Barbara Matusow:

Mm-hmm.

Arthur Buchwald:

There was a lot of partying in Washington in those days. A lot. So I went upstairs. I went to the airport to meet them. And they said -- the team, they said, "Where are the girls?" And I said, "You've got a game tomorrow." They said, "That isn't what we asked you." I said, "Well, I happen to know a few." So the coach partied with a lady, and all the guys partied all night long. The next day, they looked like hell. And they weren't too good to start with. So I came out on the field, and I saw all these generals and colonels there. I put my hands up like this and said, "We're going to do it." And then we lost the game like 34 to nothing. So after the game was over, I said, "Well, colonel" -- I said, "Well, colonel, do you want me to clean up here?" He said, "No. On second thought, you'd better come back." So I went back with him. And he said, "How would you like to get out of the Marines?" I said, "Sure. I'd like that." So they gave me a discharge, not based on how many points I had, but to get rid of me because the Marine Corps was mad at me. So that is how I left the Marines. And it was a -- it was a nice ending.

Barbara Matusow:

It was time to go, right?

Arthur Buchwald:

Well, yeah. But it was a nice ending to my Marine Corps history, you know.

Barbara Matusow:

Sort of dropped out (inaudible)?

Arthur Buchwald:

Yeah.

Barbara Matusow:

Tell a little bit about your living situation and your family situation that let you to run away.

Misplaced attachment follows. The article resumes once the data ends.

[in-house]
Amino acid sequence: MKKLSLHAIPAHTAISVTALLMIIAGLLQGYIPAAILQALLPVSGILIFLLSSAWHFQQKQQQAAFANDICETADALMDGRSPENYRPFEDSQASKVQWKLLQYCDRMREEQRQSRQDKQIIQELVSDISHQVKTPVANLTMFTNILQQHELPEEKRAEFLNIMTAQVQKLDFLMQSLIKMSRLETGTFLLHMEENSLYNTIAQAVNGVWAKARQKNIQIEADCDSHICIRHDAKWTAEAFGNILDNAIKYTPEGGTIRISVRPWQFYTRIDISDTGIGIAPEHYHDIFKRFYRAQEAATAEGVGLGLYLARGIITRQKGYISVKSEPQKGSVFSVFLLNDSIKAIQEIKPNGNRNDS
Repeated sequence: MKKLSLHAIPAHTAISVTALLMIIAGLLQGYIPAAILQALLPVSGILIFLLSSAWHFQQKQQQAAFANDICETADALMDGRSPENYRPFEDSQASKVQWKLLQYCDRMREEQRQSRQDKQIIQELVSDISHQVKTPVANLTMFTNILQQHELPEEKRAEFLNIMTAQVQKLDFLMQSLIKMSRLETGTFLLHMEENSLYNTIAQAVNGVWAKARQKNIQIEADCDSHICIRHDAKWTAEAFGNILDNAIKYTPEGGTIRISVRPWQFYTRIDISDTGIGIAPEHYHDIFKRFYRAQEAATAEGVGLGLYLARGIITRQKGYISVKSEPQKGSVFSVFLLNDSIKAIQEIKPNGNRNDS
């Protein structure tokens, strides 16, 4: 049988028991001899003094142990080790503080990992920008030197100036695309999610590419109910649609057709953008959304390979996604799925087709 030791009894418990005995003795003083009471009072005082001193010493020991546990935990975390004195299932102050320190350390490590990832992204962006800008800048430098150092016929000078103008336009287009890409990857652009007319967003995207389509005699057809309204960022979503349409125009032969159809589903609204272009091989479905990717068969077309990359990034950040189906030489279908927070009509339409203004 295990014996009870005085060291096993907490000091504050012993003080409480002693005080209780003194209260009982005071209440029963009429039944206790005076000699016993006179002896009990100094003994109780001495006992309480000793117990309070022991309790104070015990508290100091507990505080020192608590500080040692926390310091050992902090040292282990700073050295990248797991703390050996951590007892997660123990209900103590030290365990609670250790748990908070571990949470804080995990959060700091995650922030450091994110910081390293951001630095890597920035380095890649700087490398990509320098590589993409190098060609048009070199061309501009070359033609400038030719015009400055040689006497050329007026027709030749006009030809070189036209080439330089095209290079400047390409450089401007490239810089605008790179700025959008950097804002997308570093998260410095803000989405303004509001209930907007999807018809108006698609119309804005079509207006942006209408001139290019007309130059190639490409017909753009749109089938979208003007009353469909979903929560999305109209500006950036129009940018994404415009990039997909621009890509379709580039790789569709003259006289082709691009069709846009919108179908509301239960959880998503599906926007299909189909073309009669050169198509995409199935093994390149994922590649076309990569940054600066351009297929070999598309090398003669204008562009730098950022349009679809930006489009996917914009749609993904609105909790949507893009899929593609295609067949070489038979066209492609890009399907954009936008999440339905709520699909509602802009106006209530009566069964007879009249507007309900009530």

Arthur Buchwald:

Well, I was in foster homes. And then the last home was my father, my three sisters. And they -- they -- since I hadn't had any experience with a family, my father was a Sunday father. The girls all thought they wanted to be my mother. I was the youngest boy. And I did like school. And I slept in the kitchen with my father. We had a three-room apartment. It was a fancy neighborhood, but we had a three-room apartment. And the kitchenette is where my father and I slept, and my sisters slept in the bedroom. The whole thing stunk. So I said -- the war was on. I tried --

Barbara Matusow:

What year was it? What year -- what year did you sign up?

Arthur Buchwald:

I signed up in '43. No. '42. But when Pearl Harbor happened, I did go down, and I enlisted in the Army, but they sent the papers to my sisters or my father. And that day, my -- it was a strange thing. My -- one of my sisters was sick, so she had the key to the mailbox. So she found the letter from the Army. And they were really mad. Then I was 16.